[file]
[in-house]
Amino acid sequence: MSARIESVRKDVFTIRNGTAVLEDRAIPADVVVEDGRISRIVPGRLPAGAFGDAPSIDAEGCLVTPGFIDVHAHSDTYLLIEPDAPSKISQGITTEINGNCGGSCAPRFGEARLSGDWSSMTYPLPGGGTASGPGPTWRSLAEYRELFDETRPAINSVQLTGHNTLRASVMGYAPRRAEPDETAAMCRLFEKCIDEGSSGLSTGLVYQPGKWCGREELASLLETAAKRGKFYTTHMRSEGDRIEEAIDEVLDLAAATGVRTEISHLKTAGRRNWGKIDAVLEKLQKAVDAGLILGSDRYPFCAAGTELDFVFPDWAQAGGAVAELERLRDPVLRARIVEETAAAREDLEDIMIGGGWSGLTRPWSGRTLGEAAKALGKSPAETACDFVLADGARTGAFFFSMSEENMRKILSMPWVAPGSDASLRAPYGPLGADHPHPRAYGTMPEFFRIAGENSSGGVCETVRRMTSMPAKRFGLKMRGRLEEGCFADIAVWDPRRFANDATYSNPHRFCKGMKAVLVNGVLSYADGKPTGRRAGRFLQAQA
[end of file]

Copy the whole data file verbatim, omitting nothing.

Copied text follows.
[in-house]
Amino acid sequence: MSARIESVRKDVFTIRNGTAVLEDRAIPADVVVEDGRISRIVPGRLPAGAFGDAPSIDAEGCLVTPGFIDVHAHSDTYLLIEPDAPSKISQGITTEINGNCGGSCAPRFGEARLSGDWSSMTYPLPGGGTASGPGPTWRSLAEYRELFDETRPAINSVQLTGHNTLRASVMGYAPRRAEPDETAAMCRLFEKCIDEGSSGLSTGLVYQPGKWCGREELASLLETAAKRGKFYTTHMRSEGDRIEEAIDEVLDLAAATGVRTEISHLKTAGRRNWGKIDAVLEKLQKAVDAGLILGSDRYPFCAAGTELDFVFPDWAQAGGAVAELERLRDPVLRARIVEETAAAREDLEDIMIGGGWSGLTRPWSGRTLGEAAKALGKSPAETACDFVLADGARTGAFFFSMSEENMRKILSMPWVAPGSDASLRAPYGPLGADHPHPRAYGTMPEFFRIAGENSSGGVCETVRRMTSMPAKRFGLKMRGRLEEGCFADIAVWDPRRFANDATYSNPHRFCKGMKAVLVNGVLSYADGKPTGRRAGRFLQAQA